Advances in evolutionary understandings of depression as an adaptation – like pain or anxiety – suggests that depression plays an adaptive role in resolving complex social issues. This view, called the analytical rumination hypothesis (ARH), posits that depression may have evolved precisely to facilitate prolonged dwelling on the issues that bring us down. In a new article in the flagship journal American Psychologist, Vanderbilt Psychology Professor Steven Hollon applies this evolutionary perspective to explain the lackluster results of antidepressants for depressed individuals.
Hollon argues that interventions like antidepressant medications (ADMs) disrupt the rumination process by masking symptoms and prolonging the underlying depressive episode, leaving it unresolved. Cognitive therapy and interpersonal psychotherapy, on the other hand, can do a better job at addressing the neurobiology of the underlying episode to the extent that they facilitate the resolution of complex social problems.
“To the extent that [the ARH] is true, then any intervention that facilitates the functions that depression evolved to serve is likely to work better in the long run than one that simply anesthetizes the pain,” Hollon writes.
The use, efficacy, and marketing of ADMs have been criticized for a variety of reasons, including increasing the risk of suicidality, especially for youth, misreporting clinical trial results, and causing withdrawal problems and risks in pregnancy. Others have raised concerns about the rationality behind the classification of depression as an illness requiring neurochemical modifications. Others have noted the worrying correlation between ADM use and long-term disability. Thus, critics from a wide range of perspectives have argued that ADMs may do more harm than good as a treatment for depression.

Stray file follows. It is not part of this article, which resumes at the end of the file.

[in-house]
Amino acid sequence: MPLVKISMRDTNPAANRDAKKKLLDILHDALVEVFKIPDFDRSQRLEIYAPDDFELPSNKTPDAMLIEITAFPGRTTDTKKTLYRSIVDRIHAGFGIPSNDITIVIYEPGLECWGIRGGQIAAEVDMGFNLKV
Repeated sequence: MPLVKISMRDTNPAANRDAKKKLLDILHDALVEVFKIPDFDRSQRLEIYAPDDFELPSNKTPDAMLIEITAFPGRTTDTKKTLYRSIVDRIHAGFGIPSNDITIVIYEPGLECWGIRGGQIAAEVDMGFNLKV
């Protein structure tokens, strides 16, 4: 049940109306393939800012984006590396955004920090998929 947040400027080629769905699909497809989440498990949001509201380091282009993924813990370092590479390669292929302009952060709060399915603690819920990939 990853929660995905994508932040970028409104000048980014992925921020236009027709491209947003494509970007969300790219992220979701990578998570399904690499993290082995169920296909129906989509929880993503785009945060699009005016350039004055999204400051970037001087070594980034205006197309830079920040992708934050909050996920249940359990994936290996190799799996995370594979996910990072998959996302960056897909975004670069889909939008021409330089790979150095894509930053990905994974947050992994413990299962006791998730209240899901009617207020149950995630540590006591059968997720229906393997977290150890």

Hollon’s work might offer a unique explanation as to why this is so. Humans have two distinct information processing styles: one fast (Type I) and the other slow and demanding (Type II). Depression engages Type II information processing, which is “more likely to be employed when there are complex problems to be solved that Type I thinking cannot resolve.”
The ARH suggests that depression evolved to facilitate thinking and dwelling on complex social problems. In this view, depression is an evolved adaptation, and pathologization of depressive symptoms is simply a misguided artifact of clinical culture. Hollon writes:
“It is clinicians who have given rumination a bad reputation, largely because it is seen as a potential cause of distress.”
If this is correct, it could explain why therapy appears to have an enduring positive effect. For example, a 2013 study found that cognitive therapy cut the risk for relapse after treatment termination by more than half, relative to prior treatment with ADMs.
The ARH could also explain why patients treated with ADMs have a 30% greater risk of death: by simply masking symptoms, ADMs may have an iatrogenic effect. As Hollon notes, it is dangerous to assume that suppressing the symptoms of an evolved adaptation does not affect underlying homeostatic mechanisms: “the brain alters its synaptic parameters in response to taking ADMs,” and there is no reason to believe these long-term alterations will be benign.
The takeaway from this evolutionary perspective is that while ADMs may suppress symptoms, they may also disrupt the evolutionary purpose of depression and thus end up prolonging the underlying episode. At the same time, they may produce long-term maladaptive changes in the brain, cognition, behavior, and society.
While the analytical rumination hypothesis is by no means certain, the issue is of clear importance to public health and can be resolved empirically. The author proposes a research plan designed to determine whether ADMs are indeed iatrogenic in terms of prolonging the life of the underlying depressive episode or if the “apparent enduring effect” of therapy is simply an artifact of differential mortality. The results of this research could privilege psychosocial interventions that facilitate the functions depression evolved to serve, rather than medications that “merely anesthetize the distress.”
Hollon, S. (2020). “Is Cognitive Therapy Enduring or Antidepressant Medications Iatrogenic? Depression as an Evolved Adaptation.” American Psychologist, Vol. 75 No. 9, pp. 1207-1218. (Link)